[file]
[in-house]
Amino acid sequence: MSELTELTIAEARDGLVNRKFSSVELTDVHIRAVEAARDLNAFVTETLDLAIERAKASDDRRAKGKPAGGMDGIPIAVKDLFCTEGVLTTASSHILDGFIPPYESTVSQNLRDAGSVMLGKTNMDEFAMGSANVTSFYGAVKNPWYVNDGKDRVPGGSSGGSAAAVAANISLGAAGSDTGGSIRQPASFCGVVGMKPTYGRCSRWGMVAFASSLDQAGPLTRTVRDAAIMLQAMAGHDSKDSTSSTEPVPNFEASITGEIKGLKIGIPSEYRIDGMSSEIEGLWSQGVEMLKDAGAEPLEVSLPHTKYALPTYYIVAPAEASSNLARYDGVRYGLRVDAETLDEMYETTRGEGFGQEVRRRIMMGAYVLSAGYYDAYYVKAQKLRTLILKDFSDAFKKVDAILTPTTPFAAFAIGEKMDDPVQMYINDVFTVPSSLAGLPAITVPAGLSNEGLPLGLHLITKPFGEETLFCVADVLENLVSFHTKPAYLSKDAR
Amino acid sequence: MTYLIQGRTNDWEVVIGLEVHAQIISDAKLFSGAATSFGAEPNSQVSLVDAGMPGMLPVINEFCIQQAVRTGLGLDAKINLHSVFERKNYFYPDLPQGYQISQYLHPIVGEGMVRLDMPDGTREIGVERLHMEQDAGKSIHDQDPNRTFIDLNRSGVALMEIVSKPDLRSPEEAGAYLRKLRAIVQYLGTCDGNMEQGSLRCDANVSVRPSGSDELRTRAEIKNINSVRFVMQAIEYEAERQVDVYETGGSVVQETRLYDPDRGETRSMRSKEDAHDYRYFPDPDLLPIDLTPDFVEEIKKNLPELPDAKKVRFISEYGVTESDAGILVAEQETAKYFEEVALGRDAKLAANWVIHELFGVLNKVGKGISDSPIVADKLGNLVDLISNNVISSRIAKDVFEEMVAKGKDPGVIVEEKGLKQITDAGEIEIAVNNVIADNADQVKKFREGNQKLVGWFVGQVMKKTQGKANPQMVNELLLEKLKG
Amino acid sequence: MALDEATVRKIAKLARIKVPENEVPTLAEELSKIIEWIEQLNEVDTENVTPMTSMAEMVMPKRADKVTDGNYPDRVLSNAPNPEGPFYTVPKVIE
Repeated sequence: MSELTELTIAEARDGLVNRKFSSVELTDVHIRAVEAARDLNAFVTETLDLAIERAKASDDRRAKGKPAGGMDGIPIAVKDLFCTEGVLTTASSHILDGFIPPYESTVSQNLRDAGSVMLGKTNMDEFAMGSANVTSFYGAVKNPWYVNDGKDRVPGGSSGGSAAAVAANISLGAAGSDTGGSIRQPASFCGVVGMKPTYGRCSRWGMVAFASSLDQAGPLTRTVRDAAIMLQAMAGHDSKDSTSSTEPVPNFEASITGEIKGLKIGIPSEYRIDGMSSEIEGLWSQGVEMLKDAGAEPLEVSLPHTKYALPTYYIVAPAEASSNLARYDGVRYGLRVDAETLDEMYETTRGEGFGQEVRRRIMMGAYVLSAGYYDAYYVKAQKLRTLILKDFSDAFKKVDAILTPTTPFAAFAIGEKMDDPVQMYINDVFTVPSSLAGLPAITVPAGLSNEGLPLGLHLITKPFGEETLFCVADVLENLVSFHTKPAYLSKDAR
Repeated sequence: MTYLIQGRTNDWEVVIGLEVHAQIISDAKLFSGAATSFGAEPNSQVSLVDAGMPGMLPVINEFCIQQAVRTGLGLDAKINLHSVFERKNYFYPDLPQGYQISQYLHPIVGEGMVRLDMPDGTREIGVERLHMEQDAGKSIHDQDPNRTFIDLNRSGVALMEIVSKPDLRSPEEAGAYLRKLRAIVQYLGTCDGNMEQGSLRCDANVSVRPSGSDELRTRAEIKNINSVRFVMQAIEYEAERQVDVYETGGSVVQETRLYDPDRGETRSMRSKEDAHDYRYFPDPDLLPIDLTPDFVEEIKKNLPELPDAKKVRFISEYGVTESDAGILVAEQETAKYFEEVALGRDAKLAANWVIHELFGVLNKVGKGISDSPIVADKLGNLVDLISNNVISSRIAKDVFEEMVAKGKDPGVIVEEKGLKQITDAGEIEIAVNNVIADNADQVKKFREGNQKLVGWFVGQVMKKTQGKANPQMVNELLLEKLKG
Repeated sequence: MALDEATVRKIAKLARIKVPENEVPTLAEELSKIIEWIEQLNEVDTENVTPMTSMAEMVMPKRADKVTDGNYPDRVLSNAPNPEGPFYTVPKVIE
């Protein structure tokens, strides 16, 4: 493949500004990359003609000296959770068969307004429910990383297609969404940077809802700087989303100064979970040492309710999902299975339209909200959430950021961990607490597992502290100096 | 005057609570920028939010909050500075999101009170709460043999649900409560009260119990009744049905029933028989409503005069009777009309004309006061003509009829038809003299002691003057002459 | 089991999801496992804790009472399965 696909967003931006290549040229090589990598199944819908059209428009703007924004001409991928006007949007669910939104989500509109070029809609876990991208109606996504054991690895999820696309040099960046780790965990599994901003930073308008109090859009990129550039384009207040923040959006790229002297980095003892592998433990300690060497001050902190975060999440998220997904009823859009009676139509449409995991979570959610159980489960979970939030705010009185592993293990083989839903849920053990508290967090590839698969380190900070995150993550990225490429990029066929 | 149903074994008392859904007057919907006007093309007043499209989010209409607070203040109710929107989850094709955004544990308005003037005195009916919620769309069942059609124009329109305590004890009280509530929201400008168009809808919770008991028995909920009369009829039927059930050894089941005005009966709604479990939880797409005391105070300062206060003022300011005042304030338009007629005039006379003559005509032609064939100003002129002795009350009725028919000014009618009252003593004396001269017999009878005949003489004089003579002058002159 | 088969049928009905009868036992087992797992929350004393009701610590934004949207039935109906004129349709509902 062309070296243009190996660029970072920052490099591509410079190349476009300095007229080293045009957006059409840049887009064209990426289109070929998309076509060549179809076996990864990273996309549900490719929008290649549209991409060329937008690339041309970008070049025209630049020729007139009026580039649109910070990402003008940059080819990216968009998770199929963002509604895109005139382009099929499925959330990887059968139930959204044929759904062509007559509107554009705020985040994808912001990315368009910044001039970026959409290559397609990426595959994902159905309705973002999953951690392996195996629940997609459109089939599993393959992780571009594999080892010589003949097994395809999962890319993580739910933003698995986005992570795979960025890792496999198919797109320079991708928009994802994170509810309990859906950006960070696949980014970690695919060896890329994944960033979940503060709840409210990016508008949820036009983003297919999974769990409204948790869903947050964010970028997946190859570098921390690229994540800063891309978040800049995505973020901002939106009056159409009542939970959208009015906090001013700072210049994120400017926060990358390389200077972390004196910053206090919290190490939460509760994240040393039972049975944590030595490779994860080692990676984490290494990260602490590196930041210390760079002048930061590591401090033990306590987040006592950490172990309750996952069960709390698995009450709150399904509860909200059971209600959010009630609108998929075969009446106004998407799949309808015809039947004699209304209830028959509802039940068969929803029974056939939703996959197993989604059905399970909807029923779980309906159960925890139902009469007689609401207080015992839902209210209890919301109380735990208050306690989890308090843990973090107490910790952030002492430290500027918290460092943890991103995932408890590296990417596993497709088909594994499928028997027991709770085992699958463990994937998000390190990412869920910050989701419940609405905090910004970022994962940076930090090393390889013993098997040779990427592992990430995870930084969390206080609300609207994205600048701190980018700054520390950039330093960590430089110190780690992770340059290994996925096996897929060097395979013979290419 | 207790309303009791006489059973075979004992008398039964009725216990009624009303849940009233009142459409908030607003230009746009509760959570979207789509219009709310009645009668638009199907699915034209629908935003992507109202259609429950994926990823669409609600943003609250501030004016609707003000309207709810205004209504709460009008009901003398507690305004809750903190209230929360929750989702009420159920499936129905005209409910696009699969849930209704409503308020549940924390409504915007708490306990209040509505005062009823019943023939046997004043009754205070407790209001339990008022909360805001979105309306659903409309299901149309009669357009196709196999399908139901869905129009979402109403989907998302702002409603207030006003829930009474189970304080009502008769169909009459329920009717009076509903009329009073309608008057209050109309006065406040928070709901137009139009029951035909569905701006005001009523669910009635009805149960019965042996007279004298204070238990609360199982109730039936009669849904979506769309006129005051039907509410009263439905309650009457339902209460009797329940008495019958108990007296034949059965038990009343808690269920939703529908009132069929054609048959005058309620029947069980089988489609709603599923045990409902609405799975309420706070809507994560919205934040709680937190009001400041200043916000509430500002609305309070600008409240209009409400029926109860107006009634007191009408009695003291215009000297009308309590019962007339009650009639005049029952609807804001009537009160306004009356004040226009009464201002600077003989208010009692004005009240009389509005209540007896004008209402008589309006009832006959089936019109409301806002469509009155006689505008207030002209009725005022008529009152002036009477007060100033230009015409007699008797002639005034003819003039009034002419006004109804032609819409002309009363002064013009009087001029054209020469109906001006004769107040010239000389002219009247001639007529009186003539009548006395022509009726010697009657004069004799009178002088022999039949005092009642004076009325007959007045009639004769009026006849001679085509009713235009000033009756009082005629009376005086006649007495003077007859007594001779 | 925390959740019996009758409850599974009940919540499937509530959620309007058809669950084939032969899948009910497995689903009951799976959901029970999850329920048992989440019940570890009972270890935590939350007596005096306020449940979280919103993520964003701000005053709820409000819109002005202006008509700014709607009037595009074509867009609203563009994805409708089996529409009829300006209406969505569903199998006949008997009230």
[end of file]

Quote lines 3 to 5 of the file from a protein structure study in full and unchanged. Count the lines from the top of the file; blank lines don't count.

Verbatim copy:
Amino acid sequence: MTYLIQGRTNDWEVVIGLEVHAQIISDAKLFSGAATSFGAEPNSQVSLVDAGMPGMLPVINEFCIQQAVRTGLGLDAKINLHSVFERKNYFYPDLPQGYQISQYLHPIVGEGMVRLDMPDGTREIGVERLHMEQDAGKSIHDQDPNRTFIDLNRSGVALMEIVSKPDLRSPEEAGAYLRKLRAIVQYLGTCDGNMEQGSLRCDANVSVRPSGSDELRTRAEIKNINSVRFVMQAIEYEAERQVDVYETGGSVVQETRLYDPDRGETRSMRSKEDAHDYRYFPDPDLLPIDLTPDFVEEIKKNLPELPDAKKVRFISEYGVTESDAGILVAEQETAKYFEEVALGRDAKLAANWVIHELFGVLNKVGKGISDSPIVADKLGNLVDLISNNVISSRIAKDVFEEMVAKGKDPGVIVEEKGLKQITDAGEIEIAVNNVIADNADQVKKFREGNQKLVGWFVGQVMKKTQGKANPQMVNELLLEKLKG
Amino acid sequence: MALDEATVRKIAKLARIKVPENEVPTLAEELSKIIEWIEQLNEVDTENVTPMTSMAEMVMPKRADKVTDGNYPDRVLSNAPNPEGPFYTVPKVIE
Repeated sequence: MSELTELTIAEARDGLVNRKFSSVELTDVHIRAVEAARDLNAFVTETLDLAIERAKASDDRRAKGKPAGGMDGIPIAVKDLFCTEGVLTTASSHILDGFIPPYESTVSQNLRDAGSVMLGKTNMDEFAMGSANVTSFYGAVKNPWYVNDGKDRVPGGSSGGSAAAVAANISLGAAGSDTGGSIRQPASFCGVVGMKPTYGRCSRWGMVAFASSLDQAGPLTRTVRDAAIMLQAMAGHDSKDSTSSTEPVPNFEASITGEIKGLKIGIPSEYRIDGMSSEIEGLWSQGVEMLKDAGAEPLEVSLPHTKYALPTYYIVAPAEASSNLARYDGVRYGLRVDAETLDEMYETTRGEGFGQEVRRRIMMGAYVLSAGYYDAYYVKAQKLRTLILKDFSDAFKKVDAILTPTTPFAAFAIGEKMDDPVQMYINDVFTVPSSLAGLPAITVPAGLSNEGLPLGLHLITKPFGEETLFCVADVLENLVSFHTKPAYLSKDAR